There’s a story out this week (here) postulating that the poor are funding credit card fees while the rich reap the rewards. This alleged injustice is two-fold: 1) the poor tend to pay cash for items more-so than the rich and since transaction fees are passed on to all consumers, it’s the poor that are disproportionately affected with bankruptcy and lifetime debt slavery, and 2) the poor don’t tend to get the benefit of the rewards programs the rich do.
First off, let me start with the basic mantra – correlation is not causation. Just because two items are correlated, that does not necessarily mean that one causes the other. Just like I might say all basketballs are orange, that doesn’t necessarily mean that all orange balls are basketballs. So, because poor people tend to pay more into the credit card system and wealthy people tend to take more out of the system in the form of rewards, etc., that does not necessarily mean that this is some sort of unfair redistribution of wealth that is “forced” upon the poor. For instance, I know plenty of wealthy people who overspend and pay fees and interest on their credit cards and there are also people of modest incomes who use a credit card but never make a late payment for fear of the economic damage they can wreak – and there’s nothing preventing them from having a cash back card comparison tool just like I do. So, just because you’re poor, that doesn’t mean you are forced to be paying exorbitantly into the system. There are many reasons why people are poor, and often times it’s more related to the cards they were dealt than anything else, but sure, some people are poor BECAUSE of their spending habits! So, the cause was personal behavior, not economic status.
Now, that’s oversimplifying, but making some points. To point out how misleading this suggestion is though, consider other circumstances where the poor are disproportionately affected and then ask yourself if the argument makes sense:
The Poor and Gambling:
Since the poor spend almost ten percent of their income on lottery tickets (scary – source), and these ticket proceeds go into the state coffers, the poor are paying for services the wealthy enjoy in the form of state tax expenditures.
Would this argument make sense to you? Do you feel guilty every time you drive on a state highway or go to a state park? Should you? Do you feel like you owe the poor back for their generosity in disproportionately funding what you’re enjoying? Somehow I doubt it. Again, part of the reason many people are poor to begin with is their spending habits. Of course, much else is involved, including the fact that many didn’t get the same start in life that perhaps you and I did. But to argue that the poor are funding the rich via lottery tickets would mean what – we should subsidize their lottery ticket purchases?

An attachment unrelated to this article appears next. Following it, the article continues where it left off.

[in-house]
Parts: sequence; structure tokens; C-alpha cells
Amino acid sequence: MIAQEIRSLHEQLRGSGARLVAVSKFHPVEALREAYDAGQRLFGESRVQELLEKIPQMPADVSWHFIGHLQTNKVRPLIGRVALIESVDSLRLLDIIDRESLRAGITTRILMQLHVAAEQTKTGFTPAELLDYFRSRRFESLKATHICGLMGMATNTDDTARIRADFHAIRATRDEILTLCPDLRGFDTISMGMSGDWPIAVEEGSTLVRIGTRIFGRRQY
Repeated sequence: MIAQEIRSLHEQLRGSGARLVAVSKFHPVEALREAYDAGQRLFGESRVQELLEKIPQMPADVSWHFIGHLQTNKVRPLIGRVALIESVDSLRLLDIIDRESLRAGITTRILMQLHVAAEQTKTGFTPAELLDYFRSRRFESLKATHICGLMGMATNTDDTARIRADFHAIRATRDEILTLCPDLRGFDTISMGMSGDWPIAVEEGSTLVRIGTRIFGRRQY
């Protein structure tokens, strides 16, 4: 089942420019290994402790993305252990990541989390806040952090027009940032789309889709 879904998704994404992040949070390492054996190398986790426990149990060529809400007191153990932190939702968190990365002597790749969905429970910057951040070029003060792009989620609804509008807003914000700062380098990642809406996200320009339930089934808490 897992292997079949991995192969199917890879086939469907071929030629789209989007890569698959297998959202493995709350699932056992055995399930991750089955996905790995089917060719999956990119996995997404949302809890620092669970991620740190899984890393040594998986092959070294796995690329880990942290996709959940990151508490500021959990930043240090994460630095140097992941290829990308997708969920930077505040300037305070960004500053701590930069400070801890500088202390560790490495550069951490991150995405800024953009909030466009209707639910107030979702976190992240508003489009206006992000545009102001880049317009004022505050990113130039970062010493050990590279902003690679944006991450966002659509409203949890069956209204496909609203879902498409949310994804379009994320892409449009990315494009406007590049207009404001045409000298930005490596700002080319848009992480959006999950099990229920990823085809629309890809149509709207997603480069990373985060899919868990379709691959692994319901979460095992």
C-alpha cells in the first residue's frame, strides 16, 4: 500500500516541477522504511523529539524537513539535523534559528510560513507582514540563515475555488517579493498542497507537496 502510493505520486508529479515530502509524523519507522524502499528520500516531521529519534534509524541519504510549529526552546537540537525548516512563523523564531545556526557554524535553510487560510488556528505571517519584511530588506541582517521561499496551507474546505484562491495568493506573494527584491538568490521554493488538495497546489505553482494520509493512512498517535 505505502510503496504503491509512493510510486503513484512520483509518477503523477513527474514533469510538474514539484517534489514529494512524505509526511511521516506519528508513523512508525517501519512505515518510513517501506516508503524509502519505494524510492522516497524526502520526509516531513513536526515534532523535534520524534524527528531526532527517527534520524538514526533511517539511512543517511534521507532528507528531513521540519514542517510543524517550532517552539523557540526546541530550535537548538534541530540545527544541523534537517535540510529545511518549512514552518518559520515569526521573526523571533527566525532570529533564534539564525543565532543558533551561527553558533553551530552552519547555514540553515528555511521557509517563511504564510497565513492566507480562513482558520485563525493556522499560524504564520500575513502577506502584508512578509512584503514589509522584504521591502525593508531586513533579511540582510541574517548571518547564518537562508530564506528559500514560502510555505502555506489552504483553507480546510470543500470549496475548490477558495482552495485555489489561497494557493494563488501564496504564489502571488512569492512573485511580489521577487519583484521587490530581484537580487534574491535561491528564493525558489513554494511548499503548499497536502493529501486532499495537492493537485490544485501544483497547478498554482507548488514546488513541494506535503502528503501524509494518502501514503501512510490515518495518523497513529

The Poor and Cigarettes:
It’s been well-known for years that the poor are disproportionately affected by tax hikes on cigarettes (source) but because smokers are politically unpopular (both rich and poor), these tax hikes usually make for an easy money grab by politicians to blow on unrelated services and giveaways. While the data would support that people who don’t stop smoking are impacted financially by such hikes, would one make the leap that the poor are helping the rich by smoking?
The thing to keep in mind in the arguments is, what is the aggregate story here? 47% of Americans don’t pay any federal income tax whatsoever and the poor generally don’t pay any state income tax and receive benefits the rich don’t. Even in the context of some of these alleged backward flowing benefits, is it worth upending a private sector financial flow to advance some sort of social justice that is really more based in behavior than it is economic status?
The most laughable part of the study is the recommendation: Reduce card rewards and merchant fees…perhaps government should regulate how rewards are administered. Because after all, that, like virtually everything else the current administration has done – would reward the irresponsible while punishing the responsible. Anyway, I’m a huge fan of cash-back credit cards here in the US. And This site in the UK lists credit cards available including reward and cashback credit cards there.